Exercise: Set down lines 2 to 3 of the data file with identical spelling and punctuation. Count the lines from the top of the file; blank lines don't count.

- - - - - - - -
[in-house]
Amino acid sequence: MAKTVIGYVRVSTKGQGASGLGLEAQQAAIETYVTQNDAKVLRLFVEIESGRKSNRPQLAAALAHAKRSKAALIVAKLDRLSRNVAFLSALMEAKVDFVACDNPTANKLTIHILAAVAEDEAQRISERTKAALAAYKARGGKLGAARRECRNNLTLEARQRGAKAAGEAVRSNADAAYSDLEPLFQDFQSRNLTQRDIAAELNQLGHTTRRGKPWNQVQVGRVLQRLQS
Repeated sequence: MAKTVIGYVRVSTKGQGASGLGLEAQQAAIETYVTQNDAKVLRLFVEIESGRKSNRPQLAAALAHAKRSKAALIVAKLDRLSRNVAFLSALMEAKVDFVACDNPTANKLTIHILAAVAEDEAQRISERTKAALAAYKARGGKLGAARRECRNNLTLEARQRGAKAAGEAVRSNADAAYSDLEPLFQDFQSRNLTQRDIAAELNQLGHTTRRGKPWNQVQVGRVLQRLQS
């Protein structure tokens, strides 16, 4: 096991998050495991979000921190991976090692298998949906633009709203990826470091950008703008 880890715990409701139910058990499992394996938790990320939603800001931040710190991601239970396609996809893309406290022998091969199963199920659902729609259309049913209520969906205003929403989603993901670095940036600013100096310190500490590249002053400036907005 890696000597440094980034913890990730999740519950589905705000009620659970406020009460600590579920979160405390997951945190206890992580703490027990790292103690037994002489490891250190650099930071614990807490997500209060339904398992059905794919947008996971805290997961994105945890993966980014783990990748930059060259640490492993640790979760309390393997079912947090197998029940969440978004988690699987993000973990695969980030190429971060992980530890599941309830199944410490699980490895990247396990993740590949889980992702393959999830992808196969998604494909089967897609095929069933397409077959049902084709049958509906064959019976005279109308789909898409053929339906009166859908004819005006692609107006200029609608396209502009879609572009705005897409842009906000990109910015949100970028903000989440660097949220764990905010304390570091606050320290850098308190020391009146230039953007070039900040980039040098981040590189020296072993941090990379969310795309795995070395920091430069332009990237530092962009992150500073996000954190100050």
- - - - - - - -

Amino acid sequence: MAKTVIGYVRVSTKGQGASGLGLEAQQAAIETYVTQNDAKVLRLFVEIESGRKSNRPQLAAALAHAKRSKAALIVAKLDRLSRNVAFLSALMEAKVDFVACDNPTANKLTIHILAAVAEDEAQRISERTKAALAAYKARGGKLGAARRECRNNLTLEARQRGAKAAGEAVRSNADAAYSDLEPLFQDFQSRNLTQRDIAAELNQLGHTTRRGKPWNQVQVGRVLQRLQS
Repeated sequence: MAKTVIGYVRVSTKGQGASGLGLEAQQAAIETYVTQNDAKVLRLFVEIESGRKSNRPQLAAALAHAKRSKAALIVAKLDRLSRNVAFLSALMEAKVDFVACDNPTANKLTIHILAAVAEDEAQRISERTKAALAAYKARGGKLGAARRECRNNLTLEARQRGAKAAGEAVRSNADAAYSDLEPLFQDFQSRNLTQRDIAAELNQLGHTTRRGKPWNQVQVGRVLQRLQS